Let’s not even discus the slovenly subbing and proofreading. As the Nation’s fortunes dwindle, its rival on Mombasa Road, The Standard, is showing signs of improvement – easy on the eye and with better headlines.

For a paper that had won the loyalty of the majority of readers, The Nation’s strange behaviour is being treated as betrayal. Before it goofed, this newspaper was selling more copies than any of its peers in Africa, outside South Africa.

Kenyan consumers of newspapers are reviewing the trust they have always had in journalists. They are asking questions as to whether journalists and the media deserve the high levels of trust the public has bestowed upon them. Media have only themselves to blame seeing as they have abused that trust.

Needless to say, professional media are tasked with an agenda-setting role, particularly at such times as now when the country is preparing for a high-stakes election. What agenda are papers like Nation setting?

One would have expected such an influential media house to set a pro-people political agenda; but apparently today’s newsrooms are bereft of editors with the courage to stand up for what is true and proper. Informal discussions with journalists reveal newsrooms with editors ready to sacrifice the truth for 30 pieces of silver and media owners eager to curry favour with the powers that be.

One need not be a journalist or politician to identify the issues that should be driving the 2017 election reporting. For reasons known only to themselves, editors have refused to focus on the disquieting issues of corruption, high cost of living, security and ethnicity among others; instead, they are happy to harp on the melodramatic, particularly concerning the Opposition.

Maybe this is a deliberate strategy to shift focus away from the glaring failures of President Uhuru Kenyatta’s government.

Instead of boring readers with useless stories of petty competition among politicians, The Nation and its ilk should prop institutions that are critical to making sure the country holds free, fair and credible elections.

For example, which journalist has properly investigated the IEBC and enlightened Kenyans on whether or not it is indeed up to the humongous task, or whether the commissioners are the type with the moral courage to do the right thing? Is the Judiciary ready to handle the avalanche of complaints that might arise should the IEBC carry out a shambolic election?  Which journalist has bothered to clarify to Kenyans rumours of a police “militia” that has been trained especially to “finish” demonstrators should the election be disputed?
Operating under one of the world’s most progressive Constitutions, journalists have no excuse not to do the right thing. Why are they not taking advantage of Articles 10, 33, 34, and 35 of the Constitution to do the right thing?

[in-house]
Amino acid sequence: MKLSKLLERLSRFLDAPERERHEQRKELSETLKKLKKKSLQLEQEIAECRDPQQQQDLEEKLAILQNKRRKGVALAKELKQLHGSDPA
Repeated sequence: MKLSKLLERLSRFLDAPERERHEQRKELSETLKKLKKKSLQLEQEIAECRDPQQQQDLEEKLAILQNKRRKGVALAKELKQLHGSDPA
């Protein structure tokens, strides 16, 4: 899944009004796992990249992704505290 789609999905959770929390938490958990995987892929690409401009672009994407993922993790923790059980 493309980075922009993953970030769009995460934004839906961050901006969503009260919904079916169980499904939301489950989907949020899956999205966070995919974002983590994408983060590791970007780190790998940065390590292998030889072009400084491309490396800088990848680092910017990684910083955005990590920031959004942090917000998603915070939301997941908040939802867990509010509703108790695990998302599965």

Some people say that the behaviour of newspapers such as The Nation now is characteristic of these news media during election periods.

Having been accused of helping fan post-election violence that followed the disputed 2007 election, media displayed extreme caution and restraint in 2013, bordering on self-censorship.

Media houses issued guidelines before the elections discouraging the use of sensationalist reporting. This may have been a response to a 2008 Commission of Inquiry report that implicated the media in engaging in hate speech during the 2007 election period and its aftermath.

The unwillingness to report or investigate disturbing events had such a bad impact to election-related coverage, with no media house investigating claims of rigging. None probed the IEBC’s claims of the technical problems in the biometric voter register, thereby denying Kenyans information on the deliberate tinkering with the machines.

The watchdog simply surrendered under the guise of not wishing to “disrupt the peace”, as if it is the work of journalists to protect peace. While the reasons for peace messaging were clear, they became a liability when they prevented professionals from doing their work, in the process enabling the country get a leadership it may not have wanted.

In conclusion, let us remind ourselves of the importance of media in elections. Democracy is not possible without a free, fair and plural media. The United Nations Special Reporter on Freedom of Expression says as much.

Trouble with Kenya is that newspapers like The Nation is, while they claim fidelity to these ideals, they are in fact controlled by people either close to or at the beck and call of politicians in power.

They should, however, be informed that negating the right of voters to make informed choices and the right of candidates to put their policies across has its consequences that everyone, including themselves, may not like.